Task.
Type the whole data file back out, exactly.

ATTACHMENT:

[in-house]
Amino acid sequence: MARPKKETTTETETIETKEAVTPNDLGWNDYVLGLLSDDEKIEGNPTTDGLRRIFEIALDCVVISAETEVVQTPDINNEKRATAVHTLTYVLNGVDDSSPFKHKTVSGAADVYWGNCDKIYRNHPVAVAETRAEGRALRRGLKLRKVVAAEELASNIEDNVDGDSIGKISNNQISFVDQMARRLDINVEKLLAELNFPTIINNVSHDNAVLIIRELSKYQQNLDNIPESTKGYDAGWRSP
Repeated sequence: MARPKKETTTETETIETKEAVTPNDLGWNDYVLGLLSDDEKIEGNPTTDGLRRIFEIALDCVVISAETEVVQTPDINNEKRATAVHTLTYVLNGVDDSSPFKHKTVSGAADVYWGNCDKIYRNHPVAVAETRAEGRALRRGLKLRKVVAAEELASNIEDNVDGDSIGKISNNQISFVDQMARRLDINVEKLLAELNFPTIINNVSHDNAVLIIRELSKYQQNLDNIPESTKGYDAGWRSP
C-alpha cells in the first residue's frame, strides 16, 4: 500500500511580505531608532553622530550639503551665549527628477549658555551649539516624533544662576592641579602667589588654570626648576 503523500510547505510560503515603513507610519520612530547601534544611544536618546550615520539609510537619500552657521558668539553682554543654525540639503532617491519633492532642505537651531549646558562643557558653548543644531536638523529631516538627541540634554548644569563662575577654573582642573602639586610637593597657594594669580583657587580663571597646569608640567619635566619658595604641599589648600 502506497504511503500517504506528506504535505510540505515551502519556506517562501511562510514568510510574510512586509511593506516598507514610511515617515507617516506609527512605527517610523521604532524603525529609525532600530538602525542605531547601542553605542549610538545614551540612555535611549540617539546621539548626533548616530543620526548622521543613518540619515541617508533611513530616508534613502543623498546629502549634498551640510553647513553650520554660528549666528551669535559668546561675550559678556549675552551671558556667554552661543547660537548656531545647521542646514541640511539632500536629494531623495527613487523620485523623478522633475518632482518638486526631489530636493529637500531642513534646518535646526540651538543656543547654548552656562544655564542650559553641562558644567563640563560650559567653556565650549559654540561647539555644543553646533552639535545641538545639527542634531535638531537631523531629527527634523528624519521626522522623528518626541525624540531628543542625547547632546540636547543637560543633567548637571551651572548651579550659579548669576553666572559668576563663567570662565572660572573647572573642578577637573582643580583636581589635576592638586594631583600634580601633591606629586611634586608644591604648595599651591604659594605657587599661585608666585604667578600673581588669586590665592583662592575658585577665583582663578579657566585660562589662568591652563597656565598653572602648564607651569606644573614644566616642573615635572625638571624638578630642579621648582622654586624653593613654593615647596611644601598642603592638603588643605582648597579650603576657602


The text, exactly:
[in-house]
Amino acid sequence: MARPKKETTTETETIETKEAVTPNDLGWNDYVLGLLSDDEKIEGNPTTDGLRRIFEIALDCVVISAETEVVQTPDINNEKRATAVHTLTYVLNGVDDSSPFKHKTVSGAADVYWGNCDKIYRNHPVAVAETRAEGRALRRGLKLRKVVAAEELASNIEDNVDGDSIGKISNNQISFVDQMARRLDINVEKLLAELNFPTIINNVSHDNAVLIIRELSKYQQNLDNIPESTKGYDAGWRSP
Repeated sequence: MARPKKETTTETETIETKEAVTPNDLGWNDYVLGLLSDDEKIEGNPTTDGLRRIFEIALDCVVISAETEVVQTPDINNEKRATAVHTLTYVLNGVDDSSPFKHKTVSGAADVYWGNCDKIYRNHPVAVAETRAEGRALRRGLKLRKVVAAEELASNIEDNVDGDSIGKISNNQISFVDQMARRLDINVEKLLAELNFPTIINNVSHDNAVLIIRELSKYQQNLDNIPESTKGYDAGWRSP
C-alpha cells in the first residue's frame, strides 16, 4: 500500500511580505531608532553622530550639503551665549527628477549658555551649539516624533544662576592641579602667589588654570626648576 503523500510547505510560503515603513507610519520612530547601534544611544536618546550615520539609510537619500552657521558668539553682554543654525540639503532617491519633492532642505537651531549646558562643557558653548543644531536638523529631516538627541540634554548644569563662575577654573582642573602639586610637593597657594594669580583657587580663571597646569608640567619635566619658595604641599589648600 502506497504511503500517504506528506504535505510540505515551502519556506517562501511562510514568510510574510512586509511593506516598507514610511515617515507617516506609527512605527517610523521604532524603525529609525532600530538602525542605531547601542553605542549610538545614551540612555535611549540617539546621539548626533548616530543620526548622521543613518540619515541617508533611513530616508534613502543623498546629502549634498551640510553647513553650520554660528549666528551669535559668546561675550559678556549675552551671558556667554552661543547660537548656531545647521542646514541640511539632500536629494531623495527613487523620485523623478522633475518632482518638486526631489530636493529637500531642513534646518535646526540651538543656543547654548552656562544655564542650559553641562558644567563640563560650559567653556565650549559654540561647539555644543553646533552639535545641538545639527542634531535638531537631523531629527527634523528624519521626522522623528518626541525624540531628543542625547547632546540636547543637560543633567548637571551651572548651579550659579548669576553666572559668576563663567570662565572660572573647572573642578577637573582643580583636581589635576592638586594631583600634580601633591606629586611634586608644591604648595599651591604659594605657587599661585608666585604667578600673581588669586590665592583662592575658585577665583582663578579657566585660562589662568591652563597656565598653572602648564607651569606644573614644566616642573615635572625638571624638578630642579621648582622654586624653593613654593615647596611644601598642603592638603588643605582648597579650603576657602